PurdueThumbs writes: So... I decided to start my own business, "ArborLink." Somebody already had arborlink.com, so I grabbed arborlinkllc.com. Submitted my paperwork to the county to do business as "ArborLink" and checked state filings and registered for an EIN, all clear. Turns out the day I booked the domain in the TLD, somebody filed for the LLC the same day. The filings can be viewed here: (http://www2.dleg.state.mi.us/CORPORATIONS/htmldb/f?p=210:3:2782490864223865::NO:::). The ArborLink LLC filings are the other guy. I have had a website and e-mail presence up and have been conducting business as at the time there was no state registration. The registration itself from them was very bland, ie "we comply with llc" vs mine which is "Technology services and products". Any advise on how to stand my ground?

Submission + - How to convert Linux into an embedded system (robohub.org)

Hallie Siegel writes: Experienced roboticist David Kohanbash takes you through the steps you should take when converting Linux to an embedded system for your robotics project, and goes over questions such as whether you really need a real-time system. Gives a pretty thorough overview, and offers follow up links as well in case you need more detail. nice resource!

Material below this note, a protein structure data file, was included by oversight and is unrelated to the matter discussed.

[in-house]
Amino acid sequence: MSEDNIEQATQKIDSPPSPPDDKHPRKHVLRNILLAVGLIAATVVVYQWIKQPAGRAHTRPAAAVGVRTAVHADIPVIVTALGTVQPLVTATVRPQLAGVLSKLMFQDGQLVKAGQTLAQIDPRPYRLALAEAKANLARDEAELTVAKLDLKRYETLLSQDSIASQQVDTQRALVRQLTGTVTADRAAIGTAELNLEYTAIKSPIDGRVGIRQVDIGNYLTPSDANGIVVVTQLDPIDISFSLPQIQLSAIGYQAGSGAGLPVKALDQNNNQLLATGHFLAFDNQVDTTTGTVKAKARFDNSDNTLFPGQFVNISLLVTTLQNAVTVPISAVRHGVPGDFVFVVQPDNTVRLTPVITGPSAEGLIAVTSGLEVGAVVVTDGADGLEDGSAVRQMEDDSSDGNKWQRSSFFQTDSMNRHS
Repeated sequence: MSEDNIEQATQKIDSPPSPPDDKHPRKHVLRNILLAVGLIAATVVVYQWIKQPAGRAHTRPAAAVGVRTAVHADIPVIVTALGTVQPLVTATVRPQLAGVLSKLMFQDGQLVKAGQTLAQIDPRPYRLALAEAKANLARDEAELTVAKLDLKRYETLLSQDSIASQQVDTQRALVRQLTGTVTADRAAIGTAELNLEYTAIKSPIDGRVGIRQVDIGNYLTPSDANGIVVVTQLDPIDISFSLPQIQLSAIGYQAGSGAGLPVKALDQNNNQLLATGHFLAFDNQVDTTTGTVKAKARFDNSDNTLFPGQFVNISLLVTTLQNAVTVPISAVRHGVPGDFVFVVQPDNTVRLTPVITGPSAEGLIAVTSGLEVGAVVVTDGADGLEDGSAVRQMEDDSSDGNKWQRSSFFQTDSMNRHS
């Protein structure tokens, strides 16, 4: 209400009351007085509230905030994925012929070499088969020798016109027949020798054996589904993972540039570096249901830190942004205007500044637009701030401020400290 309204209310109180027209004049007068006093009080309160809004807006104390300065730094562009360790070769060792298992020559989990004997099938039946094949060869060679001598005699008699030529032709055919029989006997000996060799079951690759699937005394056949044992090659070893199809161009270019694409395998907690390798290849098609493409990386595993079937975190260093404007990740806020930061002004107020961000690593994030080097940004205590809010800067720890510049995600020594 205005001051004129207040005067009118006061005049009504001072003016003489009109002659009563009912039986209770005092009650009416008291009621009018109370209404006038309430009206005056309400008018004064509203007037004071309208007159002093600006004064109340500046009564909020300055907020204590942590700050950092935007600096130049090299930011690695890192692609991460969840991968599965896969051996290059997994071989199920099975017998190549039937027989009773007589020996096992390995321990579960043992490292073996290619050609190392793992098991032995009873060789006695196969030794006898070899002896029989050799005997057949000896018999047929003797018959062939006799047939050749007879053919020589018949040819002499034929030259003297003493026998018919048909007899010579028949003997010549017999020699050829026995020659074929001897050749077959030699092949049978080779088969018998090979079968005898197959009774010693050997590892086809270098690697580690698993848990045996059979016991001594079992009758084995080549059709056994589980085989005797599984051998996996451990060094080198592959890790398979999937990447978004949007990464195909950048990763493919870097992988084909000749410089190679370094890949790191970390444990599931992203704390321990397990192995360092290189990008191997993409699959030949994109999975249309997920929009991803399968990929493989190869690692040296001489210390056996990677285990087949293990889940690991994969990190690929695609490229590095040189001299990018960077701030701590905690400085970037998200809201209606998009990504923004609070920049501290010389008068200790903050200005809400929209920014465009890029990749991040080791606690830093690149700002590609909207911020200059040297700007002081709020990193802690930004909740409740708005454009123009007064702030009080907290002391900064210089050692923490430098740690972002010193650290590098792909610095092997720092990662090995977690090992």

Submission + - FCC Nixes PayPal's Forced Robocalls Plan

jfruh writes: As part of a new user agreement created in preparation for its spinoff from eBay as an independent company, PayPal told users that the only way to avoid advertising robocalls from PayPal and its 'partners' was to stop using the service. This caused something of a firestorm, and now the FCC is saying the policy may violate Federal law, which requires an explicit opt-in to receive such messages.

Submission + - Microsoft's Skype Drops Modern App In Favour Of Old Fashioned Win32 App (i-programmer.info)

mikejuk writes: Microsoft, after putting a lot of effort into persuading us that Universal Apps are the way of the future pulls the plug on Skype modern app to leave just the desktop version. The split in Windows apps created by the launch of Windows 8 still persists today and Microsoft is currently trying to fix this huge blunder by creating a true Windows 10 Universal App that can run on desktop, phone and mobile.Microsoft's argument is that any WinRT apps that you have or old style Windows 8 Universal apps can easily be converted to a Windows 10 Universal app with a single code base for all platforms.